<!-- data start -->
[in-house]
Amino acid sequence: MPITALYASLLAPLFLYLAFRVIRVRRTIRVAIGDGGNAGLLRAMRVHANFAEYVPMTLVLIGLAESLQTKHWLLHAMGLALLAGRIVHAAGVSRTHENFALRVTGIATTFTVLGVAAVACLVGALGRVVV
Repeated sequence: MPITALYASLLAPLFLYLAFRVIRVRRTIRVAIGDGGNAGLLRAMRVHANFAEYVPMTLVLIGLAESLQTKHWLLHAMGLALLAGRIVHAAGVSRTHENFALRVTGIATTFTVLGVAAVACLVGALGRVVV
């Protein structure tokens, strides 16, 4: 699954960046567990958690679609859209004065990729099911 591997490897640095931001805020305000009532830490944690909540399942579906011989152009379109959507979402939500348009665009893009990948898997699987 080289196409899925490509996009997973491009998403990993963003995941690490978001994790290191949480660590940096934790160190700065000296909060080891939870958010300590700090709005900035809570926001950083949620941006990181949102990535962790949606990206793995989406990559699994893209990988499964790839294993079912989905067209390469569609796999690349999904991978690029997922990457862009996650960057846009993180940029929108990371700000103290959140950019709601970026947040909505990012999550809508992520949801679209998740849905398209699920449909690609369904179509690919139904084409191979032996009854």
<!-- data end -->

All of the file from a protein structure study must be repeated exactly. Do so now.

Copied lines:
[in-house]
Amino acid sequence: MPITALYASLLAPLFLYLAFRVIRVRRTIRVAIGDGGNAGLLRAMRVHANFAEYVPMTLVLIGLAESLQTKHWLLHAMGLALLAGRIVHAAGVSRTHENFALRVTGIATTFTVLGVAAVACLVGALGRVVV
Repeated sequence: MPITALYASLLAPLFLYLAFRVIRVRRTIRVAIGDGGNAGLLRAMRVHANFAEYVPMTLVLIGLAESLQTKHWLLHAMGLALLAGRIVHAAGVSRTHENFALRVTGIATTFTVLGVAAVACLVGALGRVVV
């Protein structure tokens, strides 16, 4: 699954960046567990958690679609859209004065990729099911 591997490897640095931001805020305000009532830490944690909540399942579906011989152009379109959507979402939500348009665009893009990948898997699987 080289196409899925490509996009997973491009998403990993963003995941690490978001994790290191949480660590940096934790160190700065000296909060080891939870958010300590700090709005900035809570926001950083949620941006990181949102990535962790949606990206793995989406990559699994893209990988499964790839294993079912989905067209390469569609796999690349999904991978690029997922990457862009996650960057846009993180940029929108990371700000103290959140950019709601970026947040909505990012999550809508992520949801679209998740849905398209699920449909690609369904179509690919139904084409191979032996009854």